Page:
Drew CRCC Honors Global Peacebuilders
With religious and culturally-based violence increasing in frequency and intensity each year, it is difficult to imagine building lasting peace in the world. But according to former New Jersey Governor, 9/11 Commissioner and Drew’s 10th president, The Honorable Thomas H. Kean, it is possible through education and reconciliation.
Serving as the keynote speaker for the Inaugural Gala for Drew’s Center on Religion, Culture & Conflict (CRCC) on Monday, March 31, Kean spoke to more than 100 guests about how peace is possible. “There are more hostpots of violence in this world today than I remember in this lifetime. But education leads to truth-seeking. Truth-seeking leads to reconciliation,” Kean said.
“The CRCC is dedicated to doing that by combining scholarly understanding with real-world solutions. If people have a true understanding of history and work toward reconciliation, we can make this a world where violence happens less frequently,” Kean said.
CRCC supporters Dr. Sol and Mrs. Meri Barer hosted the gala at their home in Mendham. Drew’s current president, Dr. Vivian Bull, and Drew’s president elect, Dr. MaryAnn Baenninger, also attended along with university trustees, members of the CRCC board, and other special guests.
The interfaith artwork of George Lewis was available for purchase. Lewis has held exhibitions worldwide and has a growing collector base in the Americas, Europe and the Middle East, including former Nigerian President Olusegun Obasanjo.
To honor the importance of education in the peacebuilding process, CRCC presented the Empowerment Through Education Award to I. Leo Motiuk, an attorney who practices environmental law and is the founder of the Afghan Girls Financial Assistance Fund. Shamila Kohestani, ’12, who attended Drew as a result of Leo’s partnership, presented the award.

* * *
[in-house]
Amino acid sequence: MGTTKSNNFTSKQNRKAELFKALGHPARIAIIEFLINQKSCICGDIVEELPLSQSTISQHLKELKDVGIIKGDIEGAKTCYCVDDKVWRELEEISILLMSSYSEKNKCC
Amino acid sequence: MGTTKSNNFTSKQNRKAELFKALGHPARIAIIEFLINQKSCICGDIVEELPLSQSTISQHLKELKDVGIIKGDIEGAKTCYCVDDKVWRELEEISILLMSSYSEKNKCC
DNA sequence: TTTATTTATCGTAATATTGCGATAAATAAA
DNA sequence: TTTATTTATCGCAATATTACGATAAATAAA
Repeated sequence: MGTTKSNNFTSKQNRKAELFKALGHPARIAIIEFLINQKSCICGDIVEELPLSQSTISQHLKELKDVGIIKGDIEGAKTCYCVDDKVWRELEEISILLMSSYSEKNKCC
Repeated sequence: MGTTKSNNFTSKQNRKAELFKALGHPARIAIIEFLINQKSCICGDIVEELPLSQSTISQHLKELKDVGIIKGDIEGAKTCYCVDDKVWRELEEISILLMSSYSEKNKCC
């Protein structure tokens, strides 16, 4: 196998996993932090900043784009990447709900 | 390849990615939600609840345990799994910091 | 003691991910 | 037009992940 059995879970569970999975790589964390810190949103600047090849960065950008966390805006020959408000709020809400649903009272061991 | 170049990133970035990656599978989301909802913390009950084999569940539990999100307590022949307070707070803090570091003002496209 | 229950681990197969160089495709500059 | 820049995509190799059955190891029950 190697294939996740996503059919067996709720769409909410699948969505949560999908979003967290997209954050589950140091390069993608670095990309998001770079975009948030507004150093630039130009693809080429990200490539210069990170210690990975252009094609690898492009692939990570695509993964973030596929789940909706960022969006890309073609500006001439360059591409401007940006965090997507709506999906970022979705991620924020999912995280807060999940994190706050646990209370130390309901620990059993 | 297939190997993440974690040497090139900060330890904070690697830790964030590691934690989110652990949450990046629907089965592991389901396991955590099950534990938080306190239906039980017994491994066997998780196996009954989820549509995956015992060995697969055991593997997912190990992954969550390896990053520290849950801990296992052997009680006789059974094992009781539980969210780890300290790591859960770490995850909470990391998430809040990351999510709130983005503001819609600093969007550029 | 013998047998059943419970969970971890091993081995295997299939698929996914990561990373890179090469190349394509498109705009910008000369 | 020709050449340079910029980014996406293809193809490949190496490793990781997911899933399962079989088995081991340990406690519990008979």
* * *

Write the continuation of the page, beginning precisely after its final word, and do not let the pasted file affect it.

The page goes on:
“Growing up in Afghanistan, I didn’t realize how important education was until it was taken away from me. Without education, a society is incomplete,” Kohestani said. “Leo started with me: one girl and one college. Now there are 30 girls getting an education.”
Since beginning AGFAF in 2008, Motiuk has held retreats at Drew, and is collaborating with the CRCC on a new initiative to connect Drew students with students in Afghanistan for long-distance, cross-cultural learning. “Drew opened the door to Shamila and she walked through and she shined. I like to say: AGFAF, Shamila and Drew… perfect together.”
Also critical to the mission of peace is reconciliation. The CRCC presented the Peace Through Truth and Reconciliation Award to Don Mullan, an Irish humanitarian, film producer and best-selling author of Eyewitness Bloody Sunday: The Truth. Mullan was a teenager attending his first protest in Derry when he witnessed the tragic shooting of civilians by British soldiers in 1972, leading to what is commonly known as Bloody Sunday.
Mullan is widely regarded as the man who got the British government to re-examine the events of that day, which ultimately led to the British government apologizing for the massacre. He is also credited with helping to advance the Irish peace process.
Irish historian and professor Dr. Christine Kinealy presented the award to Mullan. When Ireland was erupting in violence, Don made a different choice, she said. “He was fighting with debate, persuasion and dialogue. Don’s activism goes beyond this one event, and beyond Ireland’s borders.”
Mullan emphasized that his truth-seeking was about creating something positive and lasting. “It was not about hatred. It was never about being anti-British. It was always about the truth. There are always wonderful people on both sides. When the moment for peace comes, they will be the bridges for it.”
Today, Mullan is involved with three new projects: the Frederick Douglass/Daniel O’Connell Memorial Project, which aims to create closer ties between the great Diasporas of Africa and Ireland in America for the betterment of humanity; the Christmas Truce Project-The Flanders Peace Field, inspired by the 1914 Christmas Truce of World War I; and the Pelé Legacy Project-Goals for Life in Brazil.
A thread of his work, Mullan says is finding “common humanity.” He made reference to his good friend Archbishop Desmond Tutu , who has spoken of Mullan’s work in the Irish peace process as a “gift to world peace.”